What does it take to be the brand’s coxswain?

Discipline: Sooner or later, your brand is going to put you in a spot where you have to make a tough decision.  For example, do you honor the brand or just hire any breathing body because your understaffed?  Branding is fun when you’re creating the logo.  It’s not as much fun when you’re making difficult business decisions.

Perseverance: Branding really is for the brave.  It’s a long-haul sort of proposition.  So your brand champion needs to be willing to go the distance.

A learner’s heart: Leading a brand effort is often uncharted waters.  So you have to enter into it accepting that you don’t know it all and will learn along the way.  You need to be curious, ask a lot of questions and listen to every perspective.

A welcoming spirit: You can’t build a company’s brand all by yourself.  You need to inspire others to join the cause.  You need to help them understand why it matters and how they can be a part of something meaningful.

What else do you think it takes to be a brand champion?

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Marketing tip #56: Walk a mile in their moccasins

February 8, 2011


I believe this is one of those marketing tips that we all nod our heads at and think, “gosh, I should do that one of these days” but really rarely get around to doing.

We get so caught up in our processes and getting the job done that we forget that we’re doing it “to” and “with” a human being.  And those pesky human beings sometimes need a little hand holding or explanation — especially if they’re new to the task.

It’s so easy to get frustrated with yet another question or request that takes you off “the path of the plan.”  But honestly — if you find yourself reacting that way — then shame on you.  Yes…shame on you.

If a customer is pushing back, or asking more questions or seems unable to pull the trigger it’s because you left something unexplained.  The more firmly you dig in your heels and hold them to the process, the more unsure they feel.  Which just leads to…yup, more questions and concern.  It’s an ugly cycle.

I’m reminded of this truth as we work with a new vendor to McLellan Marketing Group.  While they’re quite good at what they do, they have the customer service skills of a grumpy drunk.  I have often found myself wondering if they have any concept of what it’s like to work with them.  My guess is… no.

Our experience with them has me very mindful of how we’re treating our own clients.  Are we taking the time to really walk out the next steps with them?  Are we in tune with their hesitations or worries?  Do we dismiss their concerns or ideas because “we know” what’s right?  And do we even bother to explain the why?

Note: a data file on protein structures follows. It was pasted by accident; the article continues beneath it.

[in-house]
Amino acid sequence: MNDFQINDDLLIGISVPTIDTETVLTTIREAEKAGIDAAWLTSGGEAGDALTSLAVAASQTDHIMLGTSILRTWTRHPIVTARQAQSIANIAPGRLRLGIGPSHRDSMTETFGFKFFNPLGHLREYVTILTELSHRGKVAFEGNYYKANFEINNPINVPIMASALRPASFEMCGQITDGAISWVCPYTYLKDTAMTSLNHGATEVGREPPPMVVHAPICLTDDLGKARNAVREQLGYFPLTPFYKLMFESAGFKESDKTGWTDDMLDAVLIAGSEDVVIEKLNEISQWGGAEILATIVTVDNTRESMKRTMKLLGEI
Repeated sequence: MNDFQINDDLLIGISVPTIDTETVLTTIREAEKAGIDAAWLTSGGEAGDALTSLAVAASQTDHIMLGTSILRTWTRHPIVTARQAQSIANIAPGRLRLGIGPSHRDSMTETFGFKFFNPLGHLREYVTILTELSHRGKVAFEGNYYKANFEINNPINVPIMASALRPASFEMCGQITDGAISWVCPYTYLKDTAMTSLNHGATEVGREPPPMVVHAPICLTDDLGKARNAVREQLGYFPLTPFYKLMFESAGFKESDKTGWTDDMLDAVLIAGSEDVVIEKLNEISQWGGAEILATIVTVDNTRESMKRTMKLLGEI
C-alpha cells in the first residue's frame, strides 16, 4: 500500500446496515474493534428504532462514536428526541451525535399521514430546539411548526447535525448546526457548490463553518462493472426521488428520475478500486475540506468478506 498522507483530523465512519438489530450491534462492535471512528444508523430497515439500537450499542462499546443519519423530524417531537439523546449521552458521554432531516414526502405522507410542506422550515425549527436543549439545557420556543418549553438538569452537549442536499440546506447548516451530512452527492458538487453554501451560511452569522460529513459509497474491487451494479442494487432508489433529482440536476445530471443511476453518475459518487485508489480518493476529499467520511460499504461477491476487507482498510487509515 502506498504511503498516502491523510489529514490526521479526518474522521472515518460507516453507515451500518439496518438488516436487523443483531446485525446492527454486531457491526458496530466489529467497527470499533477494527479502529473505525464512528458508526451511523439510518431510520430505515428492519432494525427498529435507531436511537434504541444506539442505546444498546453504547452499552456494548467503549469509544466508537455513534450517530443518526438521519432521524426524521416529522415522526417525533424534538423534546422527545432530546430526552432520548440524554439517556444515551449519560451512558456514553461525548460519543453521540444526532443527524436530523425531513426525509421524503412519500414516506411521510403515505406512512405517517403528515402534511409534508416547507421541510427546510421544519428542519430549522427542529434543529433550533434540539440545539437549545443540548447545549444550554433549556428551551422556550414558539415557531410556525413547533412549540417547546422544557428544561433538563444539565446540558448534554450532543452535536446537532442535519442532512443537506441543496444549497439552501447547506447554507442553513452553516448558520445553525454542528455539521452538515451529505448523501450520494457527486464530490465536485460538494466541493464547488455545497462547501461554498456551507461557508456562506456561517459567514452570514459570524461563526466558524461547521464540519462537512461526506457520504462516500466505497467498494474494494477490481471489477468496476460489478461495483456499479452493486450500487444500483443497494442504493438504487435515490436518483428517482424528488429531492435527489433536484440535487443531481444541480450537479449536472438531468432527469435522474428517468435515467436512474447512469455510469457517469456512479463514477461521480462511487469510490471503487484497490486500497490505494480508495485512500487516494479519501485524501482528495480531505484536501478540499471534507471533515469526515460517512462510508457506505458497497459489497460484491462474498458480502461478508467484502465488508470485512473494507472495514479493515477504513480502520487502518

I find myself wanting to be able to experience us… as a new client.  What do they see and hear?  Do they feel welcome and important?  Or do they feel rushed and confused?  Are our procedures confusing?  Our bills clear?  Our gratitude evident?

We can’t step into their shoes, but we can ask for their feedback.  We can be more mindful of how it must feel from their position.  In our quest to create love affairs with our customers — this would seem to me to be pivotal.

How about you?  How do you balance conducting business in a way that is efficient and effective with customer care?  How do you stay in touch with what it’s like to do business with you?

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How much should I spend on marketing?

October 11, 2007

Budget This is probably one of the most asked questions of marketing agencies and consultants.  If you google the phrase, there are almost 17 million results.  Guess it’s on peoples’ minds, eh?

I think one of the reasons why it’s on everyone’s mind is because there is no magic answer.  Before we get into the methods of determining a right answer, let’s be very clear about these two points:

The exact amount matters less than having an amount.  In other words, having and tracking a marketing budget, even if your initial number is off, is much more important than getting the number exactly right.

You can have the right budget and spend it on the wrong things.  A marketing plan should always be tied to a strategic marketing budget.

Now, let’s tackle the question.  Here are some of the more effective ways to set a marketing budget:

Percentage of gross sales/revenue:

This is probably the simplest method.  Most experts recommend somewhere in the range of 2-8% of gross sales.  McKinsey & Company is often quoted at 5%.

Most small businesses (less than $5 million gross revenue) should shoot for at least 7-8%.


Many industries have their own standard.  For example:

  • Consumer package goods:  Up to 50% of projected net sales to launch a new product
  • Industrial B-to-B:  1% of gross sales
  • Retail:  4-10% of net revenues
  • Banks/Credit Unions:  2-5% of assets
  • Law firms:  1-4% of gross revenues
  • Pharmaceuticals:  Up to 20% of net sales
  • Hospitals:  1% of net revenues

Lifetime value of customer:

The idea is simple.  You identify how much profit (on average) you make during the lifetime of that customer relationship and determine how much you are willing to invest per customer acquisition.  If you choose this method be very careful that your numbers are accurate.

Goals/Plan driven:

The thinking behind this method is really a blend of some of the others.  Identify measurable goals (# of new clients, % of revenue increase, etc) and then determine your sales equation.

For example:  For every 100 prospects approached, you get 25 initial meetings.  From those 25 meetings, you can expect to get 12 invitations to present a proposal.  From 12 proposals, you will score 4 new clients.  If your goal is 20 new clients, you now know that you need to approach 500 qualified prospects.  You build your marketing plan to accomplish that and assign the costs accordingly.

Again, this method requires very accurate numbers to make the equations viable.

So what do you think?  Which method do you currently use?  If you don’t have a marketing budget, which method do you think would serve you best?

kick it on Iowa Newz